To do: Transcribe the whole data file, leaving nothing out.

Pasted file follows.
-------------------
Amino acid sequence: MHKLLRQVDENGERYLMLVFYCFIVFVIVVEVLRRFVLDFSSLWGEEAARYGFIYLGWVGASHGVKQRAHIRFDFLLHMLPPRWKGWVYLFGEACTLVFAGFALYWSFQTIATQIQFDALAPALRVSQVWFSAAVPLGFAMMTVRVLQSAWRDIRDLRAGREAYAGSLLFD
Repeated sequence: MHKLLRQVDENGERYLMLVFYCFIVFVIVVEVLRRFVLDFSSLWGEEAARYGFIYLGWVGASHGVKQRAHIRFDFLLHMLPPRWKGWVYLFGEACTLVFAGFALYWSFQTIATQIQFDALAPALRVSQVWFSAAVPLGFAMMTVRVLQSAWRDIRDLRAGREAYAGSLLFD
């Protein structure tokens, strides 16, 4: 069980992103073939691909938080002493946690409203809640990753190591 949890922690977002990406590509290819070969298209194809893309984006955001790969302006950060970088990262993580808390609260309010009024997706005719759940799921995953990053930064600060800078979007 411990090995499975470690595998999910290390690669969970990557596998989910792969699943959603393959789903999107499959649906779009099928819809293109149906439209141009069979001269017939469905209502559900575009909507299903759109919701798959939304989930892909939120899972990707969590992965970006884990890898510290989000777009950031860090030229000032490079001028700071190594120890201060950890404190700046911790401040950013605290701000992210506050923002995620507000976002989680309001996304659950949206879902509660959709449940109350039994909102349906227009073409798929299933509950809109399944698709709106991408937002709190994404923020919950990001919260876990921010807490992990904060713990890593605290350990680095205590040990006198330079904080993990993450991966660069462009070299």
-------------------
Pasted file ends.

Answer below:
Amino acid sequence: MHKLLRQVDENGERYLMLVFYCFIVFVIVVEVLRRFVLDFSSLWGEEAARYGFIYLGWVGASHGVKQRAHIRFDFLLHMLPPRWKGWVYLFGEACTLVFAGFALYWSFQTIATQIQFDALAPALRVSQVWFSAAVPLGFAMMTVRVLQSAWRDIRDLRAGREAYAGSLLFD
Repeated sequence: MHKLLRQVDENGERYLMLVFYCFIVFVIVVEVLRRFVLDFSSLWGEEAARYGFIYLGWVGASHGVKQRAHIRFDFLLHMLPPRWKGWVYLFGEACTLVFAGFALYWSFQTIATQIQFDALAPALRVSQVWFSAAVPLGFAMMTVRVLQSAWRDIRDLRAGREAYAGSLLFD
């Protein structure tokens, strides 16, 4: 069980992103073939691909938080002493946690409203809640990753190591 949890922690977002990406590509290819070969298209194809893309984006955001790969302006950060970088990262993580808390609260309010009024997706005719759940799921995953990053930064600060800078979007 411990090995499975470690595998999910290390690669969970990557596998989910792969699943959603393959789903999107499959649906779009099928819809293109149906439209141009069979001269017939469905209502559900575009909507299903759109919701798959939304989930892909939120899972990707969590992965970006884990890898510290989000777009950031860090030229000032490079001028700071190594120890201060950890404190700046911790401040950013605290701000992210506050923002995620507000976002989680309001996304659950949206879902509660959709449940109350039994909102349906227009073409798929299933509950809109399944698709709106991408937002709190994404923020919950990001919260876990921010807490992990904060713990890593605290350990680095205590040990006198330079904080993990993450991966660069462009070299």